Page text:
Share this article

print logo

3-day blast from Falls sewage plant is the last thing a tourist city needs

Just what an already underperforming tourist city needs in its peak season: the putrid scent of sewage filtering through the nostrils of visitors. Breakfast, anyone?

That’s what happened earlier this month in Niagara Falls, when the pH of sewage arriving at the wastewater treatment plant decreased. That required a change in the amount of chlorine used to deal with the odor, but why it took the better part of three days to do so remains a mystery most foul.

It’s intolerable in any city, let alone one that relies on tourism for much of its economy. Would you come back? It’s already hard enough to get tourists to camp on this side of the Niagara River without setting off giant stink bombs that will send them scurrying for safety in Canada. Surely professionals in a city that relies on visitors can respond more effectively to so mortal a challenge, silent though it was.

The Niagara Falls Water Board operates the treatment plant at 1200 Buffalo Ave. and, to be fair, this kind of failure appears to be rare. One resident, who said the stench was worse than when she had a backup into her own basement, said she never smells sewage at her home close to downtown and near the Niagara River.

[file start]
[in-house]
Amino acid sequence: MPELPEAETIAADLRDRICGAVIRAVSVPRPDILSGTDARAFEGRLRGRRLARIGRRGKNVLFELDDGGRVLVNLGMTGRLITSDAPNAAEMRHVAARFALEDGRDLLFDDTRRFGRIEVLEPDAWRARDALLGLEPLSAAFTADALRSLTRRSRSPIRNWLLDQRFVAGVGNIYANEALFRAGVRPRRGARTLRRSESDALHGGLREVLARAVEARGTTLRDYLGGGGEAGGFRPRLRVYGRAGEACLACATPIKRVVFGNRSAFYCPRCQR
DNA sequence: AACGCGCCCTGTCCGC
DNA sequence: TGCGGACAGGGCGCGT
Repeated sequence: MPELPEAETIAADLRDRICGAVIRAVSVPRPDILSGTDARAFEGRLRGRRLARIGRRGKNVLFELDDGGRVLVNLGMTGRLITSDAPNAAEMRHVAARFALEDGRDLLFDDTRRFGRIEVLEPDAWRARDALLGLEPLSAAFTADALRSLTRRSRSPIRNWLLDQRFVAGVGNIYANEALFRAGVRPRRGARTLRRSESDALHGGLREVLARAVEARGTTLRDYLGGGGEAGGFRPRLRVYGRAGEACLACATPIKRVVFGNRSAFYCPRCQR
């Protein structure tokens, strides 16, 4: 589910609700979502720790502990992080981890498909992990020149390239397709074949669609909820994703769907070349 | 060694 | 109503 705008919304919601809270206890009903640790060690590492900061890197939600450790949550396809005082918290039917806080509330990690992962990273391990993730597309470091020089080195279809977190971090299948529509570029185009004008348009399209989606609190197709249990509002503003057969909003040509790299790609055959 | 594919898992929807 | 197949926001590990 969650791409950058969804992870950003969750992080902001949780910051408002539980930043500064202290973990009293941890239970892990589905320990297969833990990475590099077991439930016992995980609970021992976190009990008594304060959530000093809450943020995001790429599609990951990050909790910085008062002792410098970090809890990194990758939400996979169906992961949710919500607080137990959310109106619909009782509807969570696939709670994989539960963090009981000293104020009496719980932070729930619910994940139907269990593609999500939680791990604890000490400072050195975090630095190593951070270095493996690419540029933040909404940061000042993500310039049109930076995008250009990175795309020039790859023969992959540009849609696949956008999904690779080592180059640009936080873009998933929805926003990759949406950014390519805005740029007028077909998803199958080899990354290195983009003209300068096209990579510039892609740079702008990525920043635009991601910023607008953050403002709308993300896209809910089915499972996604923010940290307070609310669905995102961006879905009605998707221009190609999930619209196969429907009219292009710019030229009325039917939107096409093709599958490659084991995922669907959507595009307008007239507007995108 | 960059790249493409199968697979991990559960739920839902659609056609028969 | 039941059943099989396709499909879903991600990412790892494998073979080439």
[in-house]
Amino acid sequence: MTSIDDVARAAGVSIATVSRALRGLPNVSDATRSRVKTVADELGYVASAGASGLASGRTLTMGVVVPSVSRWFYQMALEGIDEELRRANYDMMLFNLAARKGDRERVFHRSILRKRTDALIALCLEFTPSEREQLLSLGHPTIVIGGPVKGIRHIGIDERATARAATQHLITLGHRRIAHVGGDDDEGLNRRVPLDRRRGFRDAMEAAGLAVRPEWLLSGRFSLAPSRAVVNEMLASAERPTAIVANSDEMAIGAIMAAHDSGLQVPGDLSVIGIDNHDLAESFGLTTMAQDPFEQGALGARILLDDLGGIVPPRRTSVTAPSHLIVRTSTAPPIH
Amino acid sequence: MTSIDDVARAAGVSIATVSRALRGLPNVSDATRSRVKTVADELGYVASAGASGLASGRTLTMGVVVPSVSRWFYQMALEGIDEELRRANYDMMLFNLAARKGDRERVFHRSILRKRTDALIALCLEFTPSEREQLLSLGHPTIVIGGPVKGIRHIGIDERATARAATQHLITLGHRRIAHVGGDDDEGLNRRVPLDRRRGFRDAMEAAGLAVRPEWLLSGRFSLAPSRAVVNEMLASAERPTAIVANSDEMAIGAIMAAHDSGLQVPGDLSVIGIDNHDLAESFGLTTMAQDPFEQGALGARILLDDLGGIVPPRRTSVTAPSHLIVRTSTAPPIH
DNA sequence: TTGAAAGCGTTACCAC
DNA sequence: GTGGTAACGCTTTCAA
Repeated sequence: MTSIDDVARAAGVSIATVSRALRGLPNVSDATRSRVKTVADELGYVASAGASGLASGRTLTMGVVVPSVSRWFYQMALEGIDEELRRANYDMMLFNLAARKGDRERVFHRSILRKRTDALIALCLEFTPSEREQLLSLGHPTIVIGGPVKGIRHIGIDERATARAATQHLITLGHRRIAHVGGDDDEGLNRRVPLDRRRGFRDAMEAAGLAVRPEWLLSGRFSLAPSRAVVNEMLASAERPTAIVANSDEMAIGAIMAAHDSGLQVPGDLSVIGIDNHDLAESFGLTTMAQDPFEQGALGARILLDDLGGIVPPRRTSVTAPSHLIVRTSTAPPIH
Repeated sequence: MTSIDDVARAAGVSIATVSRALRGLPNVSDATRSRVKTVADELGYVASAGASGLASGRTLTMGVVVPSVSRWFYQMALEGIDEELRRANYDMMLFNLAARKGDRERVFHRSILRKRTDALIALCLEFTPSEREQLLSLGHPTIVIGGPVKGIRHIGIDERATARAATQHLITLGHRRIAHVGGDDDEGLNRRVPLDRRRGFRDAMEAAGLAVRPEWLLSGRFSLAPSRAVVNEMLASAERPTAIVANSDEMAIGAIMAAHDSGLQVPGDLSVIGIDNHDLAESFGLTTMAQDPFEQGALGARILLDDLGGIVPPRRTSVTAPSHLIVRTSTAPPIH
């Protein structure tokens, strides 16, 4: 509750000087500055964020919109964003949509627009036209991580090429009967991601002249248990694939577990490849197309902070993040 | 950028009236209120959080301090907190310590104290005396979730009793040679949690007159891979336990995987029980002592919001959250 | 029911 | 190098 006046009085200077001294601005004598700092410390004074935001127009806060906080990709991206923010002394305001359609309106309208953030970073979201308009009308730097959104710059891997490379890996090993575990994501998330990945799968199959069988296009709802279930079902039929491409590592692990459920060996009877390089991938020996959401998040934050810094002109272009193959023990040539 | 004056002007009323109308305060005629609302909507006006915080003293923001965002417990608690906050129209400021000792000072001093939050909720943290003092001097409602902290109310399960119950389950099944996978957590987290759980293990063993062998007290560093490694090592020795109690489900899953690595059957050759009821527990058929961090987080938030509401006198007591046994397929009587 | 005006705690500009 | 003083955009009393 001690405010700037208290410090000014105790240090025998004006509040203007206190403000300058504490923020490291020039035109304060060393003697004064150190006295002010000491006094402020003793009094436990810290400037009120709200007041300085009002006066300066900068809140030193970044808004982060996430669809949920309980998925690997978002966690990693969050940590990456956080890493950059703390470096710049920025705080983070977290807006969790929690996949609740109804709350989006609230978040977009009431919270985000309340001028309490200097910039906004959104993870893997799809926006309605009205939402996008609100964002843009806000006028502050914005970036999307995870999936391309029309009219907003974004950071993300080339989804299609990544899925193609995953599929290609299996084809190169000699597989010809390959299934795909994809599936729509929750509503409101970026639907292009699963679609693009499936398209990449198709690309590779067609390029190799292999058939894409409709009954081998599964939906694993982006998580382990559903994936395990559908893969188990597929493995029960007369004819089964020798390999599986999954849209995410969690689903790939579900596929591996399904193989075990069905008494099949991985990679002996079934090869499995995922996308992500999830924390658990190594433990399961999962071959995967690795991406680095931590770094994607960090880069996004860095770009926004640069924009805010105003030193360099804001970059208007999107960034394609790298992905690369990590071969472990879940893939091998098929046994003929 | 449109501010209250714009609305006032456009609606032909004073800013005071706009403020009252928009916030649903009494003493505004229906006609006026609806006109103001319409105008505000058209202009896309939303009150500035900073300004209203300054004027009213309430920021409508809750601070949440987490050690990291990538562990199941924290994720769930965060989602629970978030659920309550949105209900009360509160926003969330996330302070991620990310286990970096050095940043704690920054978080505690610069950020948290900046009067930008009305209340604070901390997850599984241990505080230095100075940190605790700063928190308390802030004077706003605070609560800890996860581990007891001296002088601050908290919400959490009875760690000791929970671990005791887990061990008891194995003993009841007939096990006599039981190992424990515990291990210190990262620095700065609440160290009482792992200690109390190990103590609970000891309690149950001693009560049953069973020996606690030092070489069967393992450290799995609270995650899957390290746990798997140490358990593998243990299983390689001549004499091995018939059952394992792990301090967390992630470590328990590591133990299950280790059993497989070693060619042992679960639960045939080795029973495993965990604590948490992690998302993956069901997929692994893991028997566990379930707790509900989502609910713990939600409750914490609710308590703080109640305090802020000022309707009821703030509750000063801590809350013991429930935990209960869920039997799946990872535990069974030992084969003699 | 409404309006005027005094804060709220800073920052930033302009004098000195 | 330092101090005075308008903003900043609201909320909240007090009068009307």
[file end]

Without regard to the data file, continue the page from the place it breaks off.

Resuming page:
That says something good about the operations of the plant, but it is also clear that some better system is needed to respond quickly to a problem that could disrupt the city’s fragile economy. Who can doubt that every visitor assaulted by the city’s gas emission is telling friends and relatives about the noxious experience? Will that horror story make them more or less likely to visit Niagara Falls, themselves?

Lots of good things are happening in the Falls right now, including the re-engineering of the misbegotten Robert Moses Parkway south of the city and the important changes planned for the same roadway leading north out of downtown. New hotels are open and more are in the works. The reimagining of the Rainbow Mall is in full swing, putting a moribund building back into productive use.

It’s important for Niagara Falls and all of Western New York that the city keep up the momentum that has taken hold. And, in case it isn’t obvious, the scent of sewage tickling the noses of residents and visitors, alike, does not help.